Hi Strong Runner Chicks!
This month I have been battling a strain in my groin. As we all know, injuries are frustrating, but I am trying to use this experience as a learning opportunity. How can I help my body heal, and what can I do to become stronger going forward? These are both questions that I am going to answer in this week’s Workout Wednesday!
Groin injuries encompass injuries to the adductor muscles of the medial thigh, injuries to the iliopsoas (hip flexor), and combined injuries to the rectus abdominus and the adductors. The groin is a complex area, consisting of many muscles, tendons, ligaments, and attachment points. Injuries to this area can be tricky to diagnose, and difficult to treat. Luckily, groin injuries are fairly uncommon in distance running, and are more often seen in sports such as soccer, basketball, and football.
A key to rehabbing a groin injury is understanding where the injury stems from. There are several tests that can be done to determine this. An adductor muscle injury generally causes pain and tenderness near the pubic symphysis, along with pain with resisted adduction of the legs. A good test for this type of injury would be to place a ball between your knees and try squeezing your legs together. If this produces pain, the adductors probably partially to blame.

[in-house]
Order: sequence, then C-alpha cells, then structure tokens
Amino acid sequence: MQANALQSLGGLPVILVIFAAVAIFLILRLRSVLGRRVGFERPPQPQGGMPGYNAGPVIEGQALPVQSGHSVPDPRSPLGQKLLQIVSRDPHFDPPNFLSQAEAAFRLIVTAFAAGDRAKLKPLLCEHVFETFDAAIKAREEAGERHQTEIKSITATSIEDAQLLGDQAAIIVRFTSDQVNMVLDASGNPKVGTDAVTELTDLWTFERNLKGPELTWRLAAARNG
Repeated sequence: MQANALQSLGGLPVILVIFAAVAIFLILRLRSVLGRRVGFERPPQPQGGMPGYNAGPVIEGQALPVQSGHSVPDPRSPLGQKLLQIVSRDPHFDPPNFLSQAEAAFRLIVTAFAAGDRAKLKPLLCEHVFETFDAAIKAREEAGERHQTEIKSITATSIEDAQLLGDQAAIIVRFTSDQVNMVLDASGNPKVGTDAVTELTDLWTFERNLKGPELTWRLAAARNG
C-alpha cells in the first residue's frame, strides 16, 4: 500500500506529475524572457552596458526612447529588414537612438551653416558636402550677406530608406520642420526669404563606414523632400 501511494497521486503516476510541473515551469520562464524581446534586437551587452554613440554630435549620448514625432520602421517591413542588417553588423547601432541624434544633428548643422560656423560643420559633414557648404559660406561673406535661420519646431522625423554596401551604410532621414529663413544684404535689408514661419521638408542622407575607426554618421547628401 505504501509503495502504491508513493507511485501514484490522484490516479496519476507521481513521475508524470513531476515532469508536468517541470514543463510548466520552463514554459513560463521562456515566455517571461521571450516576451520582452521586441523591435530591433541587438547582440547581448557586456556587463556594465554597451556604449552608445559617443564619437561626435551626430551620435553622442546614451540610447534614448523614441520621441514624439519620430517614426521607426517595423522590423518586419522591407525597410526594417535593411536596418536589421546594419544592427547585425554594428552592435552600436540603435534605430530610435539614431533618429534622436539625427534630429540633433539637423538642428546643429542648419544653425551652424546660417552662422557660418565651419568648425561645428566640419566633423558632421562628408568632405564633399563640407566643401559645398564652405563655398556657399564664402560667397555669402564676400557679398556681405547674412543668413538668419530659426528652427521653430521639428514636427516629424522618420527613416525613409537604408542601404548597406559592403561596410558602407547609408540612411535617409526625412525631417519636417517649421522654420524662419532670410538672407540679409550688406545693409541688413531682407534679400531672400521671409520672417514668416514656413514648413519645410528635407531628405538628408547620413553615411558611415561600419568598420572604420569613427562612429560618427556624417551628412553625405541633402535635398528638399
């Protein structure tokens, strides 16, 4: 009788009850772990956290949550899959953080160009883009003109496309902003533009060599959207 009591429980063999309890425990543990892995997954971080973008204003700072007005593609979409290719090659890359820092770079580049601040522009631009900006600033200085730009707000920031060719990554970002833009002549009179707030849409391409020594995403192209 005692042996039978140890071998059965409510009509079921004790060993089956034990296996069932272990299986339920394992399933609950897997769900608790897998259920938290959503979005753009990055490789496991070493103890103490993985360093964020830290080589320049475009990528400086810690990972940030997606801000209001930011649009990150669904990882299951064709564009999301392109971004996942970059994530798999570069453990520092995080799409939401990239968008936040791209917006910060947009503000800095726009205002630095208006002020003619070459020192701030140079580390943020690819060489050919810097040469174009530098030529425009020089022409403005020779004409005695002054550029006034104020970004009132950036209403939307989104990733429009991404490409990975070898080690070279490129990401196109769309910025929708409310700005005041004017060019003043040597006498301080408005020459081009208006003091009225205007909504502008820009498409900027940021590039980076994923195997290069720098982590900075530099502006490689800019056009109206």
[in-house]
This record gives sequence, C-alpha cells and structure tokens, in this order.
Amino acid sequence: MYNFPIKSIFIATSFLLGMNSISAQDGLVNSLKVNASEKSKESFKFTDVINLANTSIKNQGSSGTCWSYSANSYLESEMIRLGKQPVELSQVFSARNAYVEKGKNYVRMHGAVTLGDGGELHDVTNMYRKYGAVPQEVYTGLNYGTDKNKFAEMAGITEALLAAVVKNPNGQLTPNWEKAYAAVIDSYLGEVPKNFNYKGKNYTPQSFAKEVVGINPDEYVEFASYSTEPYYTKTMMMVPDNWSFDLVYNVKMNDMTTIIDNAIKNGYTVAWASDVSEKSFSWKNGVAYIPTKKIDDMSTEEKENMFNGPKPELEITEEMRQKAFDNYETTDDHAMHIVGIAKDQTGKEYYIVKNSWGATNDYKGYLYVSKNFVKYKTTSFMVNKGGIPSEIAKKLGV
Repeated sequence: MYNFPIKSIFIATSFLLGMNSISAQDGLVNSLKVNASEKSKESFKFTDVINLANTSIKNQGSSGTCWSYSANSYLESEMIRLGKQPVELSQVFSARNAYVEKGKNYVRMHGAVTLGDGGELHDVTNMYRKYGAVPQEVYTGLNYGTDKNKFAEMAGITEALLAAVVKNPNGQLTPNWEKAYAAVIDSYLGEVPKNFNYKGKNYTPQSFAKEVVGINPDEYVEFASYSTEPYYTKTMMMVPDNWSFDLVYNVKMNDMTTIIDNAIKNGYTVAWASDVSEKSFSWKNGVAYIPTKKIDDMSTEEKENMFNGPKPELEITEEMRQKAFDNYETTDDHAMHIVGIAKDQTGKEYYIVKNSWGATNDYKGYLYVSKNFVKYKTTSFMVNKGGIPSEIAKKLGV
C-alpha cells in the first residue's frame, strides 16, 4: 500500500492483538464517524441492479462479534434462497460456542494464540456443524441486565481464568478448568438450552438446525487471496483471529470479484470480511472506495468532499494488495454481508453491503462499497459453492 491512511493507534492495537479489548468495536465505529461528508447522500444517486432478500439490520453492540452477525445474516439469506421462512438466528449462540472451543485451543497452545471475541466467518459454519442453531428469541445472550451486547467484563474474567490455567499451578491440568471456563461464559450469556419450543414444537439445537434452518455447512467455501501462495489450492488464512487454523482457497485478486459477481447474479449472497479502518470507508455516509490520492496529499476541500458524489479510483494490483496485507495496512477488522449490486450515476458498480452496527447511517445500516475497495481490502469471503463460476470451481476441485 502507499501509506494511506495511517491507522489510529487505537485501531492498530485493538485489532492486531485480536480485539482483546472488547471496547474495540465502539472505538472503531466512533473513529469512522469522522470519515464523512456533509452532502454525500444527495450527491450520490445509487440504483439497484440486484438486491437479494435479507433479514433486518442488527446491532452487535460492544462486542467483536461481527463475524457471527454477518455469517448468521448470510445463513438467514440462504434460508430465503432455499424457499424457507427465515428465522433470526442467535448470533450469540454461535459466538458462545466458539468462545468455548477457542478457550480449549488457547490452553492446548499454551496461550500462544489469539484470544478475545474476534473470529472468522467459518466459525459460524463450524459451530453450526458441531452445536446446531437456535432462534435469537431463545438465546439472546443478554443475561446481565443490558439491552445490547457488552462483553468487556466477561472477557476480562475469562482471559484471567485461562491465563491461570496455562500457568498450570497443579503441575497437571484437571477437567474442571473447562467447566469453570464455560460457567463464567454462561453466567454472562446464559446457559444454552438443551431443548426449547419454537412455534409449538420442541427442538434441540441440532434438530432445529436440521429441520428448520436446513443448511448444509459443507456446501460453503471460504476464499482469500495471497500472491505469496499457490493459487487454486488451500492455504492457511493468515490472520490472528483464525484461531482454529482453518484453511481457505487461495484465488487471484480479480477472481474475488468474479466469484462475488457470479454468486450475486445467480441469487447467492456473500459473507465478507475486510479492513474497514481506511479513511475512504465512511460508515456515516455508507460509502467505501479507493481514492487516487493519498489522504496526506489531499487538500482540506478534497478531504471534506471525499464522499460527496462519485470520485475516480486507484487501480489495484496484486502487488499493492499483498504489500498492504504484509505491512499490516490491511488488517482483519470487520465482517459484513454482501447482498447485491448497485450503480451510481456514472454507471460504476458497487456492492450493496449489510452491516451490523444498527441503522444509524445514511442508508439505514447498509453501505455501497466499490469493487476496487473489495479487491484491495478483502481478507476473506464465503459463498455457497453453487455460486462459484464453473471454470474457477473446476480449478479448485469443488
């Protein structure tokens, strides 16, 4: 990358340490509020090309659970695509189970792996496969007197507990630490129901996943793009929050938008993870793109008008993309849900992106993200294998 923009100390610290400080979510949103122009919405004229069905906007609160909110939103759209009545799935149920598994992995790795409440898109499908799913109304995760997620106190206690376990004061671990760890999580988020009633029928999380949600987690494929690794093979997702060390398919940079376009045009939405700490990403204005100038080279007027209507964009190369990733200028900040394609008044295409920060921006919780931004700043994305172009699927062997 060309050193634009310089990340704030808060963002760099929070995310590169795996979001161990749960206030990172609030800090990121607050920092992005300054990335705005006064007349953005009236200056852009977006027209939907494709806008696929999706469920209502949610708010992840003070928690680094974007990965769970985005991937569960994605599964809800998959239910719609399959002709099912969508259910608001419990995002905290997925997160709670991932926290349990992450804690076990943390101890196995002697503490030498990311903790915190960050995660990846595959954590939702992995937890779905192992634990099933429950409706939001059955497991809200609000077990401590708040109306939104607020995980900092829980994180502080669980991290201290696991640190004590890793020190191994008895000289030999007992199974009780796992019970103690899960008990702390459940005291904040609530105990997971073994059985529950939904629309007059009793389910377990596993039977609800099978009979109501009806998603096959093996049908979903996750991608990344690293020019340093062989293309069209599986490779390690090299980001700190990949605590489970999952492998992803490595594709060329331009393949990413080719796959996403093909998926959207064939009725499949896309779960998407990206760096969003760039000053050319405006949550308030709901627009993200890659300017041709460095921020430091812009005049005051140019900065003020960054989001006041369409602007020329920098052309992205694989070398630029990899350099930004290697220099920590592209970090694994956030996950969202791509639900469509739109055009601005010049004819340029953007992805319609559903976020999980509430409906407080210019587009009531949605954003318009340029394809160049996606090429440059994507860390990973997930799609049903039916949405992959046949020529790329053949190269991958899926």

A good test to determine if the iliopsoas, or hip flexor muscles, are causing the pain is to lie down, bend one knee slightly, and attempt to lift that knee against resistance. Resistance can be created by a partner or solid structure.
Below is an active physical training rehab approach to groin injuries. I have been working on these exercises since my injury and can feel them working to activate and strengthen my adductors and core.
*Some Photos Curtesy of RunnersConnect
Ball Squeeze Between Feet
Ball Squeeze Between Knees
V-Ups with Ball Between Knees
Single Leg Balance on Wobble Board
Side Lying Hip Abduction
Side Lying Hip Adduction
Low Back Extensions
These exercises are a great addition to a strengthening routine. Strengthening the core, and adductors, as well as improving balance can decrease the likelihood of experiencing groin injuries.
Happy healthy running, SRC!